In this blog Yulia Filipovich explains what has happened since the CLOUD Act was introduced and how new regulations are changing the game.Watch related webinar!
What significant steps need to be taken to defend digital sovereignty in regard to overseas laws? In order to clarify the situation and in an attempt to dispel some doubts and skepticism concerning the CLOUD Act, let’s recap what has happened since its introduction.
The CLOUD Act shouldn't be associated with cloud providers only; it applies to all companies doing business in the US. The act has two distinct parts. The first clarifies the existing legal situation and process to be used by US law enforcement agencies, referring to concerns that the MLAT (mutual legal assistance treaty) is too slow and creates massive challenges for crime-fighting authorities. The second part authorizes the US to enter into executive agreements with foreign states. On October 3, 2019, the US and the UK entered into the world’s first-ever CLOUD Act Agreement – the US-UK Bilateral Data Access Agreement. This agreement allows law enforcement agencies of both countries to demand, with proper authorization, electronic data regarding serious crime directly from tech companies based in the other country.
No EU member states have signed such an agreement with the US. MLAT is still the norm for cross-border data discovery as the optimal mechanism for law enforcement requests for data involving EU data controllers or processors.
On July 16, 2020, the Court of Justice of the European Union (CJEU) released the Schrems II judgment, which had significant implications for users of US cloud services. The CJEU annulled Decision 2016/1250 on the adequacy of the protection provided by the EU-US Privacy Shield, and reiterated the fact that it considered Commission Decision 2010/87 on standard contractual clauses (SCCs) for the transfer of personal data to processors established in third countries to be valid. The clauses contain obligations for both data exporters and data importers who transfer personal data to counties outside the EU and receive such data from the countries outside the EU.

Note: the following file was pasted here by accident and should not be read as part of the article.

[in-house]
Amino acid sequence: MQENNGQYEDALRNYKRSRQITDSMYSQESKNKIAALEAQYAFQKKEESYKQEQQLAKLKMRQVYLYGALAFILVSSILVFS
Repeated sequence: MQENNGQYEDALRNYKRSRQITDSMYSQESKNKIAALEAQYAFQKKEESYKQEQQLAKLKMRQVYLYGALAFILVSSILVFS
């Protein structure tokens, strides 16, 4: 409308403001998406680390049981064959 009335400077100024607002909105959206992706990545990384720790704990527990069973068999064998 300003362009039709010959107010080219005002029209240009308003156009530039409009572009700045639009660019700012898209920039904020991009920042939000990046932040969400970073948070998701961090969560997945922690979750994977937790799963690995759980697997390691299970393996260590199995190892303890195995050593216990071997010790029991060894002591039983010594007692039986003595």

In practice this means
Customers of US cloud service providers must now verify the recipient country's data protection laws, document its risk assessment, and confer with its customers. The full list of non-EU countries that the EU considers to have an adequate level of data protection is available on the European Commission website.
On May 19, 2021, the European Data Protection Board established by the General Data Protection Regulation (GDPR) adopted the Cloud Infrastructure Services Providers in Europe Data Protection Code of Conduct (CISPE Code), the first pan-European data protection code of conduct for cloud infrastructure service providers under Article 40 of the European Union’s General Data Protection Regulation. One of the key advantages offered by the CISPE Code that goes beyond GDPR is retaining sovereignty over data by giving an option to select services that store and process customer data, ensuring it remains within the EU. It helps EU organizations to ensure that their cloud service providers are in compliance with GDPR and to avoid the uncertainty caused by the Schrems II ruling.